Berlusconi's 'testicle' insult overshadows poll debate

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The Independent Online

On Monday he called his opponent Romano Prodi "a useful idiot" in the service of his coalition's former Communists; yesterday the Italian Prime Minister Silvio Berlusconi went further, telling a shopkeepers' association that those who voted for the left were coglioni, literally "testicles" but usually intended to mean idiots or cretins.

"I have too much esteem for the intelligence of Italians to think that they would be such coglioni as to vote against their own interests," Mr Berlusconi said, smiling broadly. "Excuse my rough but efficient language."

As polling, due for Sunday and Monday, draws closer and tension between the two sides grows keener, the blows have been plumbing lower depths.

Last week Mr Prodi described his opponents in the election as "political criminals", provoking the Prime Minister to demand the intervention of the President, Carlo Azeglio Ciampi. Mr Ciampi had earlier requested the contending politicians to "moderate the tone" of their language.

During the televised debate, watched by 12 million people, Mr Berlusconi reiterated his hurt at the "criminal" tag. Mr Prodi replied by lamenting that during the campaign Mr Berlusconi had called him a poveraccio (a poor fellow), a rabbit and a cuckold. Mr Berlusconi denied calling him a rabbit and said he called him a poveraccio in a sympathetic sort of way, because of the manner in which he was being abused by the Communists in his coalition.

Then, a little later in the evening, Mr Prodi highlighted the Prime Minister's addiction to statistics by citing an old witticism: "He uses statistics like a drunk uses lamp-posts, more for support than illumination." Mr Berlusconi caught only the "drunk" part of the quote, and flew into high dudgeon. Moments later he called Prodi "a useful idiot".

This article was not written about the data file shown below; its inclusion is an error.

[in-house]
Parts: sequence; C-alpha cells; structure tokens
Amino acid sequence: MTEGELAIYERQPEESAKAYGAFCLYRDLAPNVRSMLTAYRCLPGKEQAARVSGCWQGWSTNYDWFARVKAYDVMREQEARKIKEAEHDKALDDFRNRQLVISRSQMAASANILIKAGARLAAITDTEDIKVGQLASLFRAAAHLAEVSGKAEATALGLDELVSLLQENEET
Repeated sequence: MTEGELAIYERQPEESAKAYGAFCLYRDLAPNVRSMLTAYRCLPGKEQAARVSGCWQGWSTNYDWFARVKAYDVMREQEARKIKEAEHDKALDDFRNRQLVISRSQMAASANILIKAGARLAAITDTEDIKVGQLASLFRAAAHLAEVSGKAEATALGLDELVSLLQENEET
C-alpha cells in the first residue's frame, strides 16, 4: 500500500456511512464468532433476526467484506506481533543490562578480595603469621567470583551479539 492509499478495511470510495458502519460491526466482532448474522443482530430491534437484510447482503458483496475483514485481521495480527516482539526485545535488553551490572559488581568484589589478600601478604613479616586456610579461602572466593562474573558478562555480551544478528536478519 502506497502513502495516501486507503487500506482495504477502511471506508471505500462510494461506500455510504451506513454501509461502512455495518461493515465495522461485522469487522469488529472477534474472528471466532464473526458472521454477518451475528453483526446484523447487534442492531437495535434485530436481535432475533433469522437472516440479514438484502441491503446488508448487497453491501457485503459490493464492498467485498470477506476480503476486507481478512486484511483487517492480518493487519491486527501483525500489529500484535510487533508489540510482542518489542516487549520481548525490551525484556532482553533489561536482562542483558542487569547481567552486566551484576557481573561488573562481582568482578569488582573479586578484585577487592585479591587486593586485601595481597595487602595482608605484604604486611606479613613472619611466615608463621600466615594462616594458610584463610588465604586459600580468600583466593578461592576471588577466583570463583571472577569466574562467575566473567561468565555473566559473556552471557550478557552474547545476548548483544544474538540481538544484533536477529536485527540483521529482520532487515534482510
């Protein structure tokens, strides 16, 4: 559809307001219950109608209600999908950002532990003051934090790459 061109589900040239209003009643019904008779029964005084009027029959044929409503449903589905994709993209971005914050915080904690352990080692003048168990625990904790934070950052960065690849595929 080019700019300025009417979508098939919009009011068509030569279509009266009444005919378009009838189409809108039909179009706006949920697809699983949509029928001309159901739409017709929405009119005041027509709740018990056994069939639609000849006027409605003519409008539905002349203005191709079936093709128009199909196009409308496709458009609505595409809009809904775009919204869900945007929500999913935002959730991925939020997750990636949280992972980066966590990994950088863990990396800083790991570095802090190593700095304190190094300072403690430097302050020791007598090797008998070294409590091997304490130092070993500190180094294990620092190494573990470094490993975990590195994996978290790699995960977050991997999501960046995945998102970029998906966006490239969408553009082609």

But yesterday's coglioni scandal has dragged the debate from the gutter into the sewer. Reacting speedily to the latest insult, the centre-left coalition released a statement declaring that Mr Berlusconi had confirmed himself to be "an uncouth and vulgar man". The statement went on: "By using these ignoble and violent words, Berlusconi has thrown off the mask and revealed himself for what he is: a person who uses the media like a thug, and who lacks any respect for democracy, for institutions and for Italians."

The spat overshadowed the coup de theatre performed by Mr Berlusconi at the end of Monday night's debate, when after 90 minutes of ill-tempered and unedifying exchanges he put on a broad smile, turned to the camera and announced that if re-elected he would abolish council tax on first homes. It was a bolt from the blue, not even hinted at in any previous policy announcement by the centre-right grouping. It would pull the rug out from under council spending up and down the country. Mr Berlusconi gave no hint as to where compensating funds might be found, and as he had craftily timed his bombshell for the very last speech of the night, Mr Prodi had no opportunity to ask him.

No opinion polls may be published during the last two weeks of the election campaign, but the centre-left is believed to be still ahead with a lead of about 4 per cent. Mr Berlusconi's hope is that by reverting to the dream-seller role that served him so well in 2001, he can cajole enough of his disillusioned supporters to come out and vote. Antonio di Pietro, a former campaigning magistrate, now a centre-left coalition leader, commented: "He's trying desperately to pull a rabbit out of a hat."